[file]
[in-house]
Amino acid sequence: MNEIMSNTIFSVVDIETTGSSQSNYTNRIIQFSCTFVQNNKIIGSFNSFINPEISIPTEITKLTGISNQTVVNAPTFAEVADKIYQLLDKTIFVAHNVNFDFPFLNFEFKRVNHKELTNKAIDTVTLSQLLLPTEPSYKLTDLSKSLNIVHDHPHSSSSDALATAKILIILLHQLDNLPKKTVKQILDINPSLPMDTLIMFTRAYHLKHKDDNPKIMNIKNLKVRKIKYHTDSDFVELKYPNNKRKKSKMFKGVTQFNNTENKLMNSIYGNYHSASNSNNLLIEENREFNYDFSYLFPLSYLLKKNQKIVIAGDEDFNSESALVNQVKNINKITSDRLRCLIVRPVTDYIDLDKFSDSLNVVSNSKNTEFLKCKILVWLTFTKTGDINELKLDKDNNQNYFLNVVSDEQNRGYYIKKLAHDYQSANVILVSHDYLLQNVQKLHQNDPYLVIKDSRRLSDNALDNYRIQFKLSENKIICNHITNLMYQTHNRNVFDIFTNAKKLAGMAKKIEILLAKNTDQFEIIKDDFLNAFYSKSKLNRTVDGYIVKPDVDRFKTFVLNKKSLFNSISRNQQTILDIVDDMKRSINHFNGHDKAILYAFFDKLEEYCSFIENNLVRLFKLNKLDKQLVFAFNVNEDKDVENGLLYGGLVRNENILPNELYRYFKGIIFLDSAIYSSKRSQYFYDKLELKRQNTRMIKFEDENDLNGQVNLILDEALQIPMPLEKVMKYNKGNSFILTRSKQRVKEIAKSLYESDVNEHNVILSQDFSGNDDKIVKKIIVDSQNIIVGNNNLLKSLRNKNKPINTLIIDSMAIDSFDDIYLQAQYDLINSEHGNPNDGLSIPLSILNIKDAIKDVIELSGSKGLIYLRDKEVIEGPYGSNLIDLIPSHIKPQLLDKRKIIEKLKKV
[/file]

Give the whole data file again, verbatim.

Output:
[in-house]
Amino acid sequence: MNEIMSNTIFSVVDIETTGSSQSNYTNRIIQFSCTFVQNNKIIGSFNSFINPEISIPTEITKLTGISNQTVVNAPTFAEVADKIYQLLDKTIFVAHNVNFDFPFLNFEFKRVNHKELTNKAIDTVTLSQLLLPTEPSYKLTDLSKSLNIVHDHPHSSSSDALATAKILIILLHQLDNLPKKTVKQILDINPSLPMDTLIMFTRAYHLKHKDDNPKIMNIKNLKVRKIKYHTDSDFVELKYPNNKRKKSKMFKGVTQFNNTENKLMNSIYGNYHSASNSNNLLIEENREFNYDFSYLFPLSYLLKKNQKIVIAGDEDFNSESALVNQVKNINKITSDRLRCLIVRPVTDYIDLDKFSDSLNVVSNSKNTEFLKCKILVWLTFTKTGDINELKLDKDNNQNYFLNVVSDEQNRGYYIKKLAHDYQSANVILVSHDYLLQNVQKLHQNDPYLVIKDSRRLSDNALDNYRIQFKLSENKIICNHITNLMYQTHNRNVFDIFTNAKKLAGMAKKIEILLAKNTDQFEIIKDDFLNAFYSKSKLNRTVDGYIVKPDVDRFKTFVLNKKSLFNSISRNQQTILDIVDDMKRSINHFNGHDKAILYAFFDKLEEYCSFIENNLVRLFKLNKLDKQLVFAFNVNEDKDVENGLLYGGLVRNENILPNELYRYFKGIIFLDSAIYSSKRSQYFYDKLELKRQNTRMIKFEDENDLNGQVNLILDEALQIPMPLEKVMKYNKGNSFILTRSKQRVKEIAKSLYESDVNEHNVILSQDFSGNDDKIVKKIIVDSQNIIVGNNNLLKSLRNKNKPINTLIIDSMAIDSFDDIYLQAQYDLINSEHGNPNDGLSIPLSILNIKDAIKDVIELSGSKGLIYLRDKEVIEGPYGSNLIDLIPSHIKPQLLDKRKIIEKLKKV